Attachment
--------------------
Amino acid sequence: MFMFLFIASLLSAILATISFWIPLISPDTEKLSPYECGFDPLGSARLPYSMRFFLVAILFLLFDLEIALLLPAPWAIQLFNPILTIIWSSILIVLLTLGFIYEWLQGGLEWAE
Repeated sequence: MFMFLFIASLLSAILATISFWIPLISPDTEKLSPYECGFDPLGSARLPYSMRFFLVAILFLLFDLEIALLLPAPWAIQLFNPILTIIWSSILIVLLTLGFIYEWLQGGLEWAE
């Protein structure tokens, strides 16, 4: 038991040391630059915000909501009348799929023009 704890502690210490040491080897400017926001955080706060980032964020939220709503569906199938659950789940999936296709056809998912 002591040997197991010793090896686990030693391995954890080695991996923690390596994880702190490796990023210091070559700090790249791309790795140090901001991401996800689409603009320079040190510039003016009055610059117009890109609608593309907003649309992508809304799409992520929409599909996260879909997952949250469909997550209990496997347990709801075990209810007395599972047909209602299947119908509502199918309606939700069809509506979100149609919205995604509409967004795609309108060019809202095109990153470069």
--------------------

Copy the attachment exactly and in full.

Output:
Amino acid sequence: MFMFLFIASLLSAILATISFWIPLISPDTEKLSPYECGFDPLGSARLPYSMRFFLVAILFLLFDLEIALLLPAPWAIQLFNPILTIIWSSILIVLLTLGFIYEWLQGGLEWAE
Repeated sequence: MFMFLFIASLLSAILATISFWIPLISPDTEKLSPYECGFDPLGSARLPYSMRFFLVAILFLLFDLEIALLLPAPWAIQLFNPILTIIWSSILIVLLTLGFIYEWLQGGLEWAE
């Protein structure tokens, strides 16, 4: 038991040391630059915000909501009348799929023009 704890502690210490040491080897400017926001955080706060980032964020939220709503569906199938659950789940999936296709056809998912 002591040997197991010793090896686990030693391995954890080695991996923690390596994880702190490796990023210091070559700090790249791309790795140090901001991401996800689409603009320079040190510039003016009055610059117009890109609608593309907003649309992508809304799409992520929409599909996260879909997952949250469909997550209990496997347990709801075990209810007395599972047909209602299947119908509502199918309606939700069809509506979100149609919205995604509409967004795609309108060019809202095109990153470069």